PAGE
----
Below you will find a checklist you can use before choosing a forex broker. Forex trading has become immensely popular in the last 10 years and there are literally hundreds of brokers to choose from.
Unfortunately, there are some brokers that are only looking to cheat you and grab as much cash as possible from you.
By following the checklist below, you can filter out such brokers.
The broker should preferably be regulated in either the EU, UK, Australia, Singapore, or the United States.
A lot of brokers are licensed by regulators from small island states i.e. Vanuatu. Keep in mind that regulators from such states offer much less protection for you as a consumer.
If you want to choose an off-shore broker, it’s usually best if the broker is also regulated in reputable jurisdictions.
Unregulated brokers should be avoided at all costs.
It’s usually a good sign if a broker accepts deposits from trusted payment providers such as VISA/Mastercard or PayPal.
If a broker were running a fraudulent operation, such payment providers would eventually stop working with such companies.
If a broker only accepts deposits via cryptocurrencies such as Bitcoin, it’s usually a big red flag.
A segregated account basically means that the deposits from clients are kept segregated from the broker’s funds.
Most regulators demand that their licensed brokers apply this measure, but many regulators don’t.
If the funds are not segregated, the broker can use your deposit for running the brokerage, which is a massive risk for your capital.
You should be able to communicate with the broker hassle-free via telephone, email, or LiveChat.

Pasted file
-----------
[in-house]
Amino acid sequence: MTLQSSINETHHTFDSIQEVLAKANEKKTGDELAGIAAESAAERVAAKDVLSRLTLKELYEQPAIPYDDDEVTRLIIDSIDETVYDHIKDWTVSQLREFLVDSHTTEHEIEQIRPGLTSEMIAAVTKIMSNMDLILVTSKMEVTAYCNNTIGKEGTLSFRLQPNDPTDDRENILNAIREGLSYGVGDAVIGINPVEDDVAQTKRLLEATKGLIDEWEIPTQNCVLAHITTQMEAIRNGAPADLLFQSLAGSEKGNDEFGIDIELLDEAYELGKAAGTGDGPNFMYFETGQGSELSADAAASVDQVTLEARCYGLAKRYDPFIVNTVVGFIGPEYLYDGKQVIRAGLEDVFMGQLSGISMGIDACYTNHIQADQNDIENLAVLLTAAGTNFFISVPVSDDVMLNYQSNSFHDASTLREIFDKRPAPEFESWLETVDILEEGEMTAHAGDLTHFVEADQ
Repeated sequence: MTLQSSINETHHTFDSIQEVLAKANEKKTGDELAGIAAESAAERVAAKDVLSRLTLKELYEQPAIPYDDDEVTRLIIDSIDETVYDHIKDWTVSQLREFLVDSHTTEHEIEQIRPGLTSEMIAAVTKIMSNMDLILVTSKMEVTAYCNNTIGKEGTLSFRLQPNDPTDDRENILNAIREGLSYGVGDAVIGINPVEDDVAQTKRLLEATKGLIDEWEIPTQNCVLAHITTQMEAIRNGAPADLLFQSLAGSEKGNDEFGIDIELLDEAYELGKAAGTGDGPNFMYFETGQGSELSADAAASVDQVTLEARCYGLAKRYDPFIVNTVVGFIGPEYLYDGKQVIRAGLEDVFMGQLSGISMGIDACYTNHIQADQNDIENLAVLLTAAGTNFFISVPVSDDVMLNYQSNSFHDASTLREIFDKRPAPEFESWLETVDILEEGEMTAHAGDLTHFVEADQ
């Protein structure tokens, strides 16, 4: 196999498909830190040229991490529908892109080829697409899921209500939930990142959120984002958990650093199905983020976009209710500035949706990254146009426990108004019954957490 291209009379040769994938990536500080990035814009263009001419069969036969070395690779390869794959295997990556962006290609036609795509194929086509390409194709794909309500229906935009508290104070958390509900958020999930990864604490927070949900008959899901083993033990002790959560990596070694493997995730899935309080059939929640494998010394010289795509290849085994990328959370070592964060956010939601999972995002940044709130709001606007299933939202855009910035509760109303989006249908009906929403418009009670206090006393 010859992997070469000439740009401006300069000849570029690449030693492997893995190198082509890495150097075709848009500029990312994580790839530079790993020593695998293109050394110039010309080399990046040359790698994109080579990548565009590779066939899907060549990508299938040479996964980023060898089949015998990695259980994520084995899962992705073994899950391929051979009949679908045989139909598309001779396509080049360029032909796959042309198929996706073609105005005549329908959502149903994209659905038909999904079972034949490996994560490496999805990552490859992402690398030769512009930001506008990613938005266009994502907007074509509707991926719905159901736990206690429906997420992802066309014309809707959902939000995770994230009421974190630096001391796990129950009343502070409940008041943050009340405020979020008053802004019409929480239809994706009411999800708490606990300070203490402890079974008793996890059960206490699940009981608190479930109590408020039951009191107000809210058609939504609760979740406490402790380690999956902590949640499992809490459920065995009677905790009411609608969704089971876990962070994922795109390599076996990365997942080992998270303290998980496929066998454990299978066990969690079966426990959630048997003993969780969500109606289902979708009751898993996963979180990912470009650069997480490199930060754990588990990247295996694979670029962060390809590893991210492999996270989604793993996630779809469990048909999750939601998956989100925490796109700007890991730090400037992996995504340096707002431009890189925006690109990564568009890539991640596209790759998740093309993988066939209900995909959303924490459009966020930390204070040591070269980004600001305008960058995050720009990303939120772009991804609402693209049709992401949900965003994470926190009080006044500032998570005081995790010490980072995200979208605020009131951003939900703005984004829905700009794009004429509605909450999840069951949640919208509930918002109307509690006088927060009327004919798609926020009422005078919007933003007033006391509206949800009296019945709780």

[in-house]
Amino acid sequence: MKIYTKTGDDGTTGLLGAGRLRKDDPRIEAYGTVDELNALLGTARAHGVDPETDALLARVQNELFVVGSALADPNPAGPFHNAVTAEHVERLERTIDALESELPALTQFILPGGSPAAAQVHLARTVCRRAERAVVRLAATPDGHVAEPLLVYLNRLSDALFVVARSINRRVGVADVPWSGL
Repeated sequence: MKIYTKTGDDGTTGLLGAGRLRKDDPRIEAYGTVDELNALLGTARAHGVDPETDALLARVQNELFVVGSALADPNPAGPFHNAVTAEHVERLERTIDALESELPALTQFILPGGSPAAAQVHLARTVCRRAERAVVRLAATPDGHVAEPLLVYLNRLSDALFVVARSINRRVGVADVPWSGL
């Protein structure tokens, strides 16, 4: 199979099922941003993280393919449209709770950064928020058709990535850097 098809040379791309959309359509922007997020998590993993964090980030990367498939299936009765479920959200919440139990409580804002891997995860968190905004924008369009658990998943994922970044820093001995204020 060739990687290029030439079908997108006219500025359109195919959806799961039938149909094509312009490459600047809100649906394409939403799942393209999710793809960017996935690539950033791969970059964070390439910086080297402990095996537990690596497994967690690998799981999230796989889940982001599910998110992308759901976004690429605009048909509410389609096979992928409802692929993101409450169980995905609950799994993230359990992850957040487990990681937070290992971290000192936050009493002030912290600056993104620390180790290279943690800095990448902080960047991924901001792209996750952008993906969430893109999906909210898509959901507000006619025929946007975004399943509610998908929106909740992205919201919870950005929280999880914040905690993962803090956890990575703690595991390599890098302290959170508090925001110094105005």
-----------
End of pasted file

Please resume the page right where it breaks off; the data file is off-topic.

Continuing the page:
If a broker only accepts communication via email (which usually has a longer response time) it can quickly cause unnecessary frustration.
In addition, you should be given a personal account manager whom you can contact directly in case of any problems or inquiries.
When you place a forex trade with a broker, it has several ways to handle it:
- Hedge the trade, either with another client or by themself
- Act as a counterparty (Market Maker)
- Route the trade to an external liquidity provider
If a broker only acts as a counterparty, with no option or intention to hedge or route trades, it’s a big conflict of interest.
In such cases, your loss becomes their gains.
You should make sure that the broker has the option to route and/or hedge trades from the client to eliminate such conflicts of interest.
Negative Balance Protection
If a market shock were to happen, such as a flash crash, it’s important that you have protection against negative balance when you use leverage.
Usually, the broker has a stop-out level in order to protect you and themselves from market shocks or weekend gaps.
Under extreme circumstances, the client can end up with a negative balance (i.e. high leverage and weekend gap).
Therefore, you should ensure that your broker offers protection against negative balances.
Brokers regulated in the EU/EAA offer negative balance protection to all non-professional clients.
By following the checklist above, you will find a forex broker you can trust and trade securely with.
We primarily recommend Skilling to our readers, which checks all the points above. You can read our Skilling review here.